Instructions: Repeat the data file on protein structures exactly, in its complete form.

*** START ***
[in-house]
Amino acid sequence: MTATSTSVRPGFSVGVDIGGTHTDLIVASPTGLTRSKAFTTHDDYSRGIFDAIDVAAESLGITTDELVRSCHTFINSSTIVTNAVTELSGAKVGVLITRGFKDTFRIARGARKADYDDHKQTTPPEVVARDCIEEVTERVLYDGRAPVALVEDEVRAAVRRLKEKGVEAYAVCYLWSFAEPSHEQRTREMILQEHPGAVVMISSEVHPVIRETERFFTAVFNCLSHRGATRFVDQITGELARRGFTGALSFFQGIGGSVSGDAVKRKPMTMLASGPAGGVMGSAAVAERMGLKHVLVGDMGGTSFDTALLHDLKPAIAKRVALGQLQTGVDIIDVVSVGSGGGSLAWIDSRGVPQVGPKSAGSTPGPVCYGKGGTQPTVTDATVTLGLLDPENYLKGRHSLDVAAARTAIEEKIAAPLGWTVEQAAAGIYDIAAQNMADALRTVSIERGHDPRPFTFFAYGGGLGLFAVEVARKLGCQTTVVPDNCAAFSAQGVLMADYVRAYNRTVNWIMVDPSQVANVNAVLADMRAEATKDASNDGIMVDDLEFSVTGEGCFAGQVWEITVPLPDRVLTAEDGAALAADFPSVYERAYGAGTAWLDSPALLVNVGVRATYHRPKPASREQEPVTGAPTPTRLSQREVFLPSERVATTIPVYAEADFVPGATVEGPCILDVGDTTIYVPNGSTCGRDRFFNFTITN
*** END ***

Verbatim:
[in-house]
Amino acid sequence: MTATSTSVRPGFSVGVDIGGTHTDLIVASPTGLTRSKAFTTHDDYSRGIFDAIDVAAESLGITTDELVRSCHTFINSSTIVTNAVTELSGAKVGVLITRGFKDTFRIARGARKADYDDHKQTTPPEVVARDCIEEVTERVLYDGRAPVALVEDEVRAAVRRLKEKGVEAYAVCYLWSFAEPSHEQRTREMILQEHPGAVVMISSEVHPVIRETERFFTAVFNCLSHRGATRFVDQITGELARRGFTGALSFFQGIGGSVSGDAVKRKPMTMLASGPAGGVMGSAAVAERMGLKHVLVGDMGGTSFDTALLHDLKPAIAKRVALGQLQTGVDIIDVVSVGSGGGSLAWIDSRGVPQVGPKSAGSTPGPVCYGKGGTQPTVTDATVTLGLLDPENYLKGRHSLDVAAARTAIEEKIAAPLGWTVEQAAAGIYDIAAQNMADALRTVSIERGHDPRPFTFFAYGGGLGLFAVEVARKLGCQTTVVPDNCAAFSAQGVLMADYVRAYNRTVNWIMVDPSQVANVNAVLADMRAEATKDASNDGIMVDDLEFSVTGEGCFAGQVWEITVPLPDRVLTAEDGAALAADFPSVYERAYGAGTAWLDSPALLVNVGVRATYHRPKPASREQEPVTGAPTPTRLSQREVFLPSERVATTIPVYAEADFVPGATVEGPCILDVGDTTIYVPNGSTCGRDRFFNFTITN